As you prepare to complete your postgraduate studies, your next - and most important task - is to secure full-time employment.
As you’re likely to be seeking a role in your study country as an international graduate, this can feel like your most daunting task yet. However, taking a number of simple and practical steps can help set you up for success.
How to find a job after college
As you prepare to pack away your study material and pursue your postgraduate career, there are four key steps you can take to enhance your job seeking prospects.
Tailor your resume
If you haven’t already, now is a great time to update your resume to reflect your new degree and skill sets.
As you prepare to attend job interviews, a well-crafted resume is your first step through the door, and keeping your career and personal histories updated and relevant is key.
Be sure to keep your CV updated and relevant to each individual job application. Tailoring your resume to highlight individual skills that align to each role you are applying for can enable you to stand out from other applicants.
Check out job listings
As you progress towards the end of your degree, be sure to keep a steady eye on new job listings - and pursue roles that are available to you even if you aren’t yet finished with your studies. In most cases, employers will allow you leniency to complete your studies before starting a new role should your application be favourably considered.
Keep up with your industry
Attending industry events - and particularly career fairs - can enable you to connect with potential employers long before your studies are complete. Keep abreast of changes within your industry, and be sure to expand your interests as far as possible to network effectively.
An extensive network can empower you to quickly establish new opportunities and have exposure to roles that you otherwise might not be aware of!
For some handy tips to enhance your networking skills, be sure to read our in-depth guide.
Where can I search for international student graduate jobs?
There are many great websites that specifically cater to listing jobs for international students. Beyond LinkedIn - which is a great network to follow companies and explore career opportunities - be sure to refine your profile and searches on sites such as Indeed, Ziprecruiter, and your university’s online career portal.
When to start applying for jobs senior year of college
Though the time of year you’re set to graduate might depend on your university or study country, a good idea is to begin searching for a full-time role around 3 to 4 months before your classes end.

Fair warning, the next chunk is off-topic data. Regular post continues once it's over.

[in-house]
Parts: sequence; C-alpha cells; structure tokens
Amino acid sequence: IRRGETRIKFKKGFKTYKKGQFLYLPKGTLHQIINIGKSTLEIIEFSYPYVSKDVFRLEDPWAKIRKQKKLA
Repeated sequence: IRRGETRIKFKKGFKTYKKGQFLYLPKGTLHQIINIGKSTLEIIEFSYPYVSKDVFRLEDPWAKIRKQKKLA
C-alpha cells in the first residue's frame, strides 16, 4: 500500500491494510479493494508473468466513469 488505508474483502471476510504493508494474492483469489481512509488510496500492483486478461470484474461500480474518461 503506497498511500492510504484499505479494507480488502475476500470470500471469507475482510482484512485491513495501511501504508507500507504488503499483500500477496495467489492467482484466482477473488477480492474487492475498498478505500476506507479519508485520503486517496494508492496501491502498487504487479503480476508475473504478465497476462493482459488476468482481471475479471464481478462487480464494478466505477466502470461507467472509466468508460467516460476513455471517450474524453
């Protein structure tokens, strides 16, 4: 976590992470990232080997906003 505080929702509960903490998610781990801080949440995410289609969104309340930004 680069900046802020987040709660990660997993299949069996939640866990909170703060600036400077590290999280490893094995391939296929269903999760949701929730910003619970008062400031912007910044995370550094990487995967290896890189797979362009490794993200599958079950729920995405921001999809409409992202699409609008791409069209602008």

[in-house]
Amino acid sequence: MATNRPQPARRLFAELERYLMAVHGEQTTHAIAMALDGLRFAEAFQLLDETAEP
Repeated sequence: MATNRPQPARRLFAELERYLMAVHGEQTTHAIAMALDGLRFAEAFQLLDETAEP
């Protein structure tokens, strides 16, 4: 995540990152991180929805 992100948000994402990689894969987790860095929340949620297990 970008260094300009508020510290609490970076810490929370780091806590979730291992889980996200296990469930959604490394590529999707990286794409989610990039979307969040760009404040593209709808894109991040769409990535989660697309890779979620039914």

For example, if you’re set to graduate in May, it can be useful to begin your job search in earnest in January.
Over the course of the following months, you’ll provide yourself with enough time to seek out multiple roles that interest you, proceed through interview or hiring rounds as a process might demand them, and lastly conclude your degree in confidence that you’d be able to pursue a full-time role at the conclusion of your study programme.
What is the average time to get a job after graduation?
The average time for a graduate to find a full-time role after completing their degree can vary significantly by study country, your industry, or simply by personal circumstances.
On average, graduates typically find a full-time role within a few weeks after the conclusion of their study programme up to three years following their graduation.
How long does it take to get a job after college?
According to the US Bureau of Labor Statistics, the average time for a graduate of a US university to find full-time employment is 3-6 months after completing their degree.
What to do if you can’t find a job after college
It’s not always simple to find full-time employment directly after completing your studies, and often the right opportunity will take time to appear. If you’re struggling to find a full-time job after college - your first step is not to worry. Your second step is to be proactive!
Look further ahead
If you’re struggling to find full-time employment in your particular field or set of interests, you may want to expand your search and consider cognate fields that rely on your set of skills. For example, analytical roles can often branch into many facets of an organisation or business - and considering a role that may extend your skills and knowledge can actually be beneficial in the long run.
A great aspect of attending university is networking - and to help refine your job search, one of the best strategies you can employ is to rely on your professional network.
You may be surprised as to which of your connections may be most likely to lead you to a successful job interview. Consider approaching friends, acquaintances, student and professional networking societies, and even your faculty offices to seek employment opportunities.
Work freelance or part-time
If you can’t find a full-time role and your study visa allows it, why not consider working part-time or in a freelance capacity?
Working either option enables you to manage your own time, network with other professionals or organisations, and build credible work experience as you progress into the early stages of your postgraduate career.
If you excel in a part-time role, you may even be offered the opportunity to to transition to a full-time role in the future!
What do I need to know about pursuing part-time work?
If you’re still studying and would like to pursue part-time work, or if you instead plan to seek out part-time roles to pursue other interests, it’s worth exploring what you should consider before making this important career choice.
Our helpful guide can help you form a plan and identify a role that will suit your interests and needs.